To many colleagues, it feels like Trinity Health and St Alphonsus are announcing to us that we can and will be terminated for anything that isn’t in lockstep with their ideology or agenda. We aren’t being shouted down, we are simply being threatened with loss of the livelihood that provides for our families in jobs we have dedicated many years and significant money to be qualified for. Im not interested in reading ‘White Fragility’ a book that is racist towards white people, nor am I interested in watching BLM videos in my home and I’m not ok with Saint Alphonsus pushing that agenda on dedicated colleagues who give exceptional care regardless of race. As an organization, we are better than this!
Another employee, who also wished to speak on condition of anonymity, said this about the 21-day challenge,
Before this, we were starting to implement and had much emphasis on cultural diversity prior to the current challenge that is bringing/creating more biases between race, religion, culture, as well as many other biases.
I feel as a healthcare system we should be neutral and not engage one side or the other. If we start down that path it will lead us to place we shouldn’t be. We need to be respectful to each and every individual without devaluing the individual. Every individual’s life matters and should be as they are part of making up our community and we need to work together not against.
We also reached out to Wayne Hoffman of the Idaho Freedom Foundation to get his reaction to the document. Hoffman and his organization have been outspoken critics of Boise State’s inclusivity programs.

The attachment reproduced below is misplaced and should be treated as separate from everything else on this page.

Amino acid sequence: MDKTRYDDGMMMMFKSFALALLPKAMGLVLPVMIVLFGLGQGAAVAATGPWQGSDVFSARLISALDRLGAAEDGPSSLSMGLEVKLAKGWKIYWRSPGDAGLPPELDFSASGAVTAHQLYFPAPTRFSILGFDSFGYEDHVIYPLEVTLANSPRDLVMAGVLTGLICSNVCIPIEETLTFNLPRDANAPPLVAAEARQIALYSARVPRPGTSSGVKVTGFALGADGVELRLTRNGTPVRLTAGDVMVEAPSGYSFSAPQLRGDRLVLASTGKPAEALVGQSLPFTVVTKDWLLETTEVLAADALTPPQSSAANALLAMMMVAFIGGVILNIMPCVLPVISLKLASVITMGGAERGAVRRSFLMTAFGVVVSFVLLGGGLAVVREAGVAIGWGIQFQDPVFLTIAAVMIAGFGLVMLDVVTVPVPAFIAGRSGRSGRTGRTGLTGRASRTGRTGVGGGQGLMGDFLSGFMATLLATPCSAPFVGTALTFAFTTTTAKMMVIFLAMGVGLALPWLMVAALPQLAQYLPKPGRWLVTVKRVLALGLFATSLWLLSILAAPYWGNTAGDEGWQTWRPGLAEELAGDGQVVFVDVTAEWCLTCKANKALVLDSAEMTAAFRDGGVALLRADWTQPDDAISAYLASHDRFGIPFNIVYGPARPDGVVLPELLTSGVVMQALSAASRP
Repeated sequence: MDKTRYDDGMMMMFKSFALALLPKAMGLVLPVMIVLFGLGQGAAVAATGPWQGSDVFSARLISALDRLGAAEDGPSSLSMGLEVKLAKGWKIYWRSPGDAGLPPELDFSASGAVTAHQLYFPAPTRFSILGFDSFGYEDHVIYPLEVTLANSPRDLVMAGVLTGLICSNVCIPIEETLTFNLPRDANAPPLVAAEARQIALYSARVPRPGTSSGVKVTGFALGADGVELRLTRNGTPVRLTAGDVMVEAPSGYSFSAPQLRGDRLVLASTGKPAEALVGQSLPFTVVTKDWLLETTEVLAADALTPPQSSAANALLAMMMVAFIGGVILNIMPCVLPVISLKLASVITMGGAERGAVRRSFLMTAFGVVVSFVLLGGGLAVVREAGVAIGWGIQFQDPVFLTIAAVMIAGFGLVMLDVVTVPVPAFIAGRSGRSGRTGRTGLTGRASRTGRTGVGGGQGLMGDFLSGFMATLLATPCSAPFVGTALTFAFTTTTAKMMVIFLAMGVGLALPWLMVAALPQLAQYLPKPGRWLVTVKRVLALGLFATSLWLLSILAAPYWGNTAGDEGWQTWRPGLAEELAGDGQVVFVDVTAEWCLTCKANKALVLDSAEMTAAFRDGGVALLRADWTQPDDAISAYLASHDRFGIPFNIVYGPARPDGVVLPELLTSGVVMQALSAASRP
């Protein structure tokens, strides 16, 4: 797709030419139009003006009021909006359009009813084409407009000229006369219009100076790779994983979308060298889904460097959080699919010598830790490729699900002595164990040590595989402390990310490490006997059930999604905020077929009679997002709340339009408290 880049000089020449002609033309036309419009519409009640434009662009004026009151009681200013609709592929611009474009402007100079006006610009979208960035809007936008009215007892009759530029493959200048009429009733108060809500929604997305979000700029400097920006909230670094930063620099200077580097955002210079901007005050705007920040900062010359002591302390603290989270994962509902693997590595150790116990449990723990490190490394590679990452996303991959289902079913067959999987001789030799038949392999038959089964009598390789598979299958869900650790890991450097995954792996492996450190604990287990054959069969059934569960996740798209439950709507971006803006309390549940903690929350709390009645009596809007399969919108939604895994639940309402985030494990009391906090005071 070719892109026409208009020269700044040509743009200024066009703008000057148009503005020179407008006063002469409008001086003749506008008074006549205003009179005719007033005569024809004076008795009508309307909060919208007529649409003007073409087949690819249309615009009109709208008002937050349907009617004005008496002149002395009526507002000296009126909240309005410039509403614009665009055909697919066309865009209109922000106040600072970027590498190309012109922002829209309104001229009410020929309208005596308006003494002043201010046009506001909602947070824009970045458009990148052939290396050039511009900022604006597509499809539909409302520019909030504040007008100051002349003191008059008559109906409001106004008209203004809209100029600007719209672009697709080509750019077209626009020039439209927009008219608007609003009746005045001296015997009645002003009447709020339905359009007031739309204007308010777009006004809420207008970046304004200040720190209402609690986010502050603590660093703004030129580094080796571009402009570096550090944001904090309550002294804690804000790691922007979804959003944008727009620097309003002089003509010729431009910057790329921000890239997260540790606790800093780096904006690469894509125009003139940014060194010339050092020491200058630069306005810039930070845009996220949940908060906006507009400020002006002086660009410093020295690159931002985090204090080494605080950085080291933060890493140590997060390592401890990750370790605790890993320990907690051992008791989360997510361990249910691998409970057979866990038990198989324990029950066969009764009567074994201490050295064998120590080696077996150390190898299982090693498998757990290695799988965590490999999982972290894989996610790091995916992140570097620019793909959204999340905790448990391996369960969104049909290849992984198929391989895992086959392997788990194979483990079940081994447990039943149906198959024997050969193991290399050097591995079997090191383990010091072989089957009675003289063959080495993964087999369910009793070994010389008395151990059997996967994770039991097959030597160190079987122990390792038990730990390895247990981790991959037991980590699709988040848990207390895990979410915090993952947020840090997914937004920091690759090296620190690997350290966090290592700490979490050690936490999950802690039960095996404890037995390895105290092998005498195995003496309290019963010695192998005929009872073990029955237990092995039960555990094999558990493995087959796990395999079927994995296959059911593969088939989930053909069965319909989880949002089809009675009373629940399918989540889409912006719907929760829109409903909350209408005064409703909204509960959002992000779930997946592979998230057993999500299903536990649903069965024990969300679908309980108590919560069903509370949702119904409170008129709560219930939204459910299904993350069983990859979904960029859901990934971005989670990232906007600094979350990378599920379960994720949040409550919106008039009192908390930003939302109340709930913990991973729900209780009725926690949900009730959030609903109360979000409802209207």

Here is Mr. Hoffman’s response to the 21-Day challenge by Saint Als,
It would be really nice if St. Al’s spent its time (and its taxpayer-supported resources) focused on reducing medical costs and increasing access to patient care instead of projecting the false narrative that Idahoans are bigots.
Hoffman also criticized the recommendation of the “White Fragility” book and told Idaho Dispatch,
Yet another local institution teaching the gospel of intolerance. It’s the same book that BSU commanded staff to read as part of their “diversity” training.
We reached out and spoke with a Saint Alphonsus media relations individual who told us that the challenge is real and that it was voluntary. She also informed us that she would forward our request for an official statement to someone higher up in the company.
As of this writing, we do not have an official response back from Saint Alphonsus but will update the article with their statement when one is given to us.
It is unclear how many of Saint Al’s employees are going to be taking the challenge or how many employees feel the same way about the challenge as the two employees we spoke to did.
Below you can see the full text of the document and the challenges issued for the employees for all 21 days.
Tags: 21-Day Challenge, Black Lives Matter, Saint Alphonsus